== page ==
This novel begins with a young boy traveling across the Mexican border into the United States with his family. The family is under the impression that there are several employment opportunities and that they will become financially stable. Throughout the year the family moves from farm to farm based on harvest seasons. The author gives us a first person perspective as he sees it as a young boy growing up in an immigrant family. He is faced with many obstacles, such as language and cultural barriers, impoverishment, inconsistency, etc. This book is an easy ready while keeping the attention of the reader. It is possible that some students in the class may have or are experiencing this life style. With this in mind, it is important to be sensitive to those that may be facing this form of hardship but it also presents the opportunity to discuss immigration. Students may have strong feelings about immigration but we can discuss those feelings and how they impact the feelings of others in our class.
  Amberechase | Nov 30, 2015 |
The Circuit is a fierce and brutally honest historical fiction chapter book, by Francisco Jimenez, that intertwines the adventures of a migrant family coming from Mexico. After illegally crossing the America/Mexico border, the family escapes poverty and a poor life in Mexico in hopes to find to find a better life in California. Told in the perspective of a young boy, the story portrays the brutal realities included in the immigration camps and farms. Mostly revolving around the young boys experiences in school and learning English, the mood of the story is slightly depressing and melancholy. Once the boy and his family finally begin to adapt to their life working on a farm and going to American schools, they are suddenly deported. While the boy is reviewing his notes for an assignment in class, a man from the border patrol shows up and calls him by name. He and his brother are both picked up from school and taken back to Mexico with their family.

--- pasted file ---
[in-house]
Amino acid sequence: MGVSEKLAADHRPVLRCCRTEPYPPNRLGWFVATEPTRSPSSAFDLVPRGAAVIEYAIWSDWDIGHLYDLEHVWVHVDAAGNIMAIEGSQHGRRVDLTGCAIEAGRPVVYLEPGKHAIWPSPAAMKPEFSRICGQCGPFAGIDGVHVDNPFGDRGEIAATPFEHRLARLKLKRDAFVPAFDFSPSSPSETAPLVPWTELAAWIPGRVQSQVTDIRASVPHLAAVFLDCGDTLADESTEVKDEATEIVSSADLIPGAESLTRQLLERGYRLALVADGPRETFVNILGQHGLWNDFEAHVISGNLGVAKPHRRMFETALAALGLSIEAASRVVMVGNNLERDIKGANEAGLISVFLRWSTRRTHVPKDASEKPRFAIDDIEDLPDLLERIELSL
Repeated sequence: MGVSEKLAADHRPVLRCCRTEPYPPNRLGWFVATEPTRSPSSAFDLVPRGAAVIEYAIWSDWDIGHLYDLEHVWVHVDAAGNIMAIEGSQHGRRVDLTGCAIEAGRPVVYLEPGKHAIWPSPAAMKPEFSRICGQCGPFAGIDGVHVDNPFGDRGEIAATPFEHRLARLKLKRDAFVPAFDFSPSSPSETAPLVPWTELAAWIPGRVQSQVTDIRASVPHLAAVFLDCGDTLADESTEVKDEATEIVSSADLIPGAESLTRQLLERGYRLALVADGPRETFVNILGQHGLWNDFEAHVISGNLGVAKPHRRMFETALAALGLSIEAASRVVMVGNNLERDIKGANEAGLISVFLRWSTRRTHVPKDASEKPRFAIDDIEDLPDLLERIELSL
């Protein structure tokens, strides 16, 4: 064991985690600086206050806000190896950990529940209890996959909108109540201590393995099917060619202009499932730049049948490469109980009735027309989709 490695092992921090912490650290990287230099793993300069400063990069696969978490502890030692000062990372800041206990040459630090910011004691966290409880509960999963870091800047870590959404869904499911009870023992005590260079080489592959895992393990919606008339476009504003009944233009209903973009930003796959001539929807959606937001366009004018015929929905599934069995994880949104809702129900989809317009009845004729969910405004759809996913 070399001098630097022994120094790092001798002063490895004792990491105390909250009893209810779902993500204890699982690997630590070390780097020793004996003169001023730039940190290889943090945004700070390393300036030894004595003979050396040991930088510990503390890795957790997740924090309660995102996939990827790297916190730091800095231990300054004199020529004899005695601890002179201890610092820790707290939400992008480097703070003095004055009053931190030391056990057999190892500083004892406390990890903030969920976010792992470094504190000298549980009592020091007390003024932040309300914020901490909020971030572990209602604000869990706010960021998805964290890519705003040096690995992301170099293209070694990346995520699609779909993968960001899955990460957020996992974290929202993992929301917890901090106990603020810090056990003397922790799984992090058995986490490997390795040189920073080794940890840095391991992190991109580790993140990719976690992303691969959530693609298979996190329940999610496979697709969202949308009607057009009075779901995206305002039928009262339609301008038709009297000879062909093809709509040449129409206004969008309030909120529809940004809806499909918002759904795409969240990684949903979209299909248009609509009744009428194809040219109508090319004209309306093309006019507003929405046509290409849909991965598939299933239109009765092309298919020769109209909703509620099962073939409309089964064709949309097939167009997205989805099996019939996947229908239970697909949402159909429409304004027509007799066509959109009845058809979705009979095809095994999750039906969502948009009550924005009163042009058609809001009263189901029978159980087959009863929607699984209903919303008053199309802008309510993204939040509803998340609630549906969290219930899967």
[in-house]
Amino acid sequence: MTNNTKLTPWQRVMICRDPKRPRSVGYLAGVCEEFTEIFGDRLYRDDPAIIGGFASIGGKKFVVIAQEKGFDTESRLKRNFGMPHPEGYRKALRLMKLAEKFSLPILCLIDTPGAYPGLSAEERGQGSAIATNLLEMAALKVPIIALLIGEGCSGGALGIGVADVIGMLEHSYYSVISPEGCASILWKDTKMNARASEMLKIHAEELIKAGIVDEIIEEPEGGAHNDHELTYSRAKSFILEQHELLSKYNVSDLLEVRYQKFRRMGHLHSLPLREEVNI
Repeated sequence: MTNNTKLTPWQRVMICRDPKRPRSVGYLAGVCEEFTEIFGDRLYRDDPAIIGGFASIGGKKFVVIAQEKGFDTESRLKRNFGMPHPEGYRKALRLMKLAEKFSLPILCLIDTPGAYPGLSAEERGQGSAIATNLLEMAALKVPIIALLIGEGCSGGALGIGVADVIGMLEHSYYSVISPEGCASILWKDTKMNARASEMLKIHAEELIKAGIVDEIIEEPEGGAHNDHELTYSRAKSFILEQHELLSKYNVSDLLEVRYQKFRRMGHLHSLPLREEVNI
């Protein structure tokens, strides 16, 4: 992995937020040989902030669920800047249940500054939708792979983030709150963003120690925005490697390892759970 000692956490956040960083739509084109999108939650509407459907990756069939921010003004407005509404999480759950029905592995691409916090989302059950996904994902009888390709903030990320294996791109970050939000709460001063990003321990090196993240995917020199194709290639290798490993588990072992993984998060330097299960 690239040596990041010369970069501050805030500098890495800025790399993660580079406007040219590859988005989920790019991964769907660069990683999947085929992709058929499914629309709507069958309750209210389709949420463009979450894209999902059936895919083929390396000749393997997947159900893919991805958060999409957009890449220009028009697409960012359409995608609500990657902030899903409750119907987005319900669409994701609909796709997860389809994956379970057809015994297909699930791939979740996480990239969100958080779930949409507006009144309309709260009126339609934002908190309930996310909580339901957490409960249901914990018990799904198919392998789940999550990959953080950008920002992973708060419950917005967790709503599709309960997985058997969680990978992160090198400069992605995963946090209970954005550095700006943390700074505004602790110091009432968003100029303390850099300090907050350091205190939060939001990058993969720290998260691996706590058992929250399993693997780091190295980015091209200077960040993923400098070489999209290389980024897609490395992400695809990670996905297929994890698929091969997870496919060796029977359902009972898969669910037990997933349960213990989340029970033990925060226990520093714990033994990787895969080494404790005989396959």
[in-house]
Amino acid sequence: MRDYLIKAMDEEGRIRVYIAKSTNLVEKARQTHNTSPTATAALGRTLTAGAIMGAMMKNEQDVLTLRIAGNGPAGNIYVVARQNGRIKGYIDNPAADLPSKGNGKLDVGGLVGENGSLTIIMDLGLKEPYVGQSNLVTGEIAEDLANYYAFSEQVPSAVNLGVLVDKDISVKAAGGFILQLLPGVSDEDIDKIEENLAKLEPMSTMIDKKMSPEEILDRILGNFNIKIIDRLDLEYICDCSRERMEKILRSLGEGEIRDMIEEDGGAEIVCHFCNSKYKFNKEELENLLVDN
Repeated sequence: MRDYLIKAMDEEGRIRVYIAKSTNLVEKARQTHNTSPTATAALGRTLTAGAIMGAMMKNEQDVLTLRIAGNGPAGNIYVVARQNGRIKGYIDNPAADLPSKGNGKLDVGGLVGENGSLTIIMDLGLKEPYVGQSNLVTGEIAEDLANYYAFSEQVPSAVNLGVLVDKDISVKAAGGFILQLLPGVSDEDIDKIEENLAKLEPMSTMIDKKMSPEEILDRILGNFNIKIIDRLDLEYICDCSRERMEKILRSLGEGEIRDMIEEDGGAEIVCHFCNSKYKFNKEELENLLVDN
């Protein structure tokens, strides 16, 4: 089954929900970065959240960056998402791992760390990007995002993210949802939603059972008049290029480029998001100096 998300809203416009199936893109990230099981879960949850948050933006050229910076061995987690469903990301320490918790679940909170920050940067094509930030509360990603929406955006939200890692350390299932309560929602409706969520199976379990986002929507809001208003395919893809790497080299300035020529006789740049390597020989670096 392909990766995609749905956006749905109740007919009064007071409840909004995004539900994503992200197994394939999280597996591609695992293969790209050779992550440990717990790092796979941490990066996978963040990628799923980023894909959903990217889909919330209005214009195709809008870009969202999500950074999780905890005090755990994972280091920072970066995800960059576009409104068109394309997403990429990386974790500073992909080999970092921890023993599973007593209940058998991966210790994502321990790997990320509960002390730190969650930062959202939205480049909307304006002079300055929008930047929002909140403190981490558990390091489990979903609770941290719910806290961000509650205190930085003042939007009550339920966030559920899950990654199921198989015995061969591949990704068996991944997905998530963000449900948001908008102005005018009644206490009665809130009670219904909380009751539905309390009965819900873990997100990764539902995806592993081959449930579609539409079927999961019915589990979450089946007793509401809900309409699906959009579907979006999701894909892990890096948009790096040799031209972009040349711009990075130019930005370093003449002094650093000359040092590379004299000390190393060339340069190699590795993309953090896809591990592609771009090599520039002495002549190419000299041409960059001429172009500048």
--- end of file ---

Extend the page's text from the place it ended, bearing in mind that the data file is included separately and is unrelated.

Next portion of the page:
The theme of this book could be the concept of immigration or moving from home to home. The title of the book is appropriate because the family is constantly moving homes, sort of like a circuit. The best part of this book is the ending. While my heart absolutely dropped when I read, “This is him,” I felt the total rush of reality, as if I were in the narrators place, being deported in front of all my classmates and teacher at school. As depressing as this book is, it is extremely realistic and explores the immigrants’ lives in our nations history through the eyes of a helpless child. ( )